Coconuts have been around for longer than Homo sapiens; they have been turned into art, taken part in religious rituals and been a sign of wealth and success. They have saved lives, not only by providing nourishment, but also as part of the charcoal filers in First World War gas masks. It was coconuts that triggered the mutiny on the Bounty, and coconuts that saved the life of the man who went on to become the 35th President of the United States.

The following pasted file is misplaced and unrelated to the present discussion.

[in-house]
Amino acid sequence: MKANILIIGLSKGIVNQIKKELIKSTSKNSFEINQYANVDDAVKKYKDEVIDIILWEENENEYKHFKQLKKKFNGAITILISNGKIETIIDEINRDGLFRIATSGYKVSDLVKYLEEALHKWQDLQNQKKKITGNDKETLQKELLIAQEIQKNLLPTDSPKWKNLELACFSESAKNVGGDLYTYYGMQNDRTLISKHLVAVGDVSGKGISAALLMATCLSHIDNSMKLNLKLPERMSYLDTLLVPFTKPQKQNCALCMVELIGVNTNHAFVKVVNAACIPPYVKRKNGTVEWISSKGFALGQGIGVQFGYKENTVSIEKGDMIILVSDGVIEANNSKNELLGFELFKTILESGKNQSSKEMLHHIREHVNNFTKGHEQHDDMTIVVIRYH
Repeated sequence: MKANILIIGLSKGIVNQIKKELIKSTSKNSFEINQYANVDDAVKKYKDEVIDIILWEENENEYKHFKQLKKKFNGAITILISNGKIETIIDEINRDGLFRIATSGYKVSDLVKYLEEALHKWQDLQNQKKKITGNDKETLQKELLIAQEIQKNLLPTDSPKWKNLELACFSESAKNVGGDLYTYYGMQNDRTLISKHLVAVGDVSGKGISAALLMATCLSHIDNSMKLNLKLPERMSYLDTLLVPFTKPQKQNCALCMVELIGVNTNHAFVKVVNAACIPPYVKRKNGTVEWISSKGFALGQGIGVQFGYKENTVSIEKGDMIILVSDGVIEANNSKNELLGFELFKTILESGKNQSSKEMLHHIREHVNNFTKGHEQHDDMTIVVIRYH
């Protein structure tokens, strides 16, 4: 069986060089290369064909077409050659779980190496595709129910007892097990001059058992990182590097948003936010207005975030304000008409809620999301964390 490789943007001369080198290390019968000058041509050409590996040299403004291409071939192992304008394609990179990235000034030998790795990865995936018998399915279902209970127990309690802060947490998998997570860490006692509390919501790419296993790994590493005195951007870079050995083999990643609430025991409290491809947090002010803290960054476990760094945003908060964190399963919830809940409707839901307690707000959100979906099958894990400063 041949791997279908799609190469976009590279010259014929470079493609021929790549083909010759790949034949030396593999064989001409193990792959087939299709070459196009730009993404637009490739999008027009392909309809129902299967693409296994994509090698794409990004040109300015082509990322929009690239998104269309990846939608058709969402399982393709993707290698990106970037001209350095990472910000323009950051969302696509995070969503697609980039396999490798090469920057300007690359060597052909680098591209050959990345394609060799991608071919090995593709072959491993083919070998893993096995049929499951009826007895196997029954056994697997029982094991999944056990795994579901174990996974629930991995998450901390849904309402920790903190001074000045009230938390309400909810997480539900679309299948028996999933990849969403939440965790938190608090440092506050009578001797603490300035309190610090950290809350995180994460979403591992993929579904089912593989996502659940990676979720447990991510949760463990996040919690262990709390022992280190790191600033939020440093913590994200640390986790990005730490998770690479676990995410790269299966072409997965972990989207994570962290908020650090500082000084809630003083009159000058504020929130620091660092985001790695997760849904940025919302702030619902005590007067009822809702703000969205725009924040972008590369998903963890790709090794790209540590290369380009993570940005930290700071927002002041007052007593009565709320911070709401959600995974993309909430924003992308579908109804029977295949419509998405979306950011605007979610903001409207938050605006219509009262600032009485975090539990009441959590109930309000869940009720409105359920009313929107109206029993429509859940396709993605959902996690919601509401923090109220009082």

The coconut has long been the unseen player in the endeavours of industrialists and bomb makers, physicians and silversmiths, smugglers and snake charmers. To this day, coconuts shape the lives of people around the world. At a time when coconut products crowd the shelves of supermarkets, health food shops and beauty salons, Robin Laurance looks beyond the oils and health drinks to uncover the unexpected, often surprising, and vital roles played by the coconut palm and its nut in times past and present.
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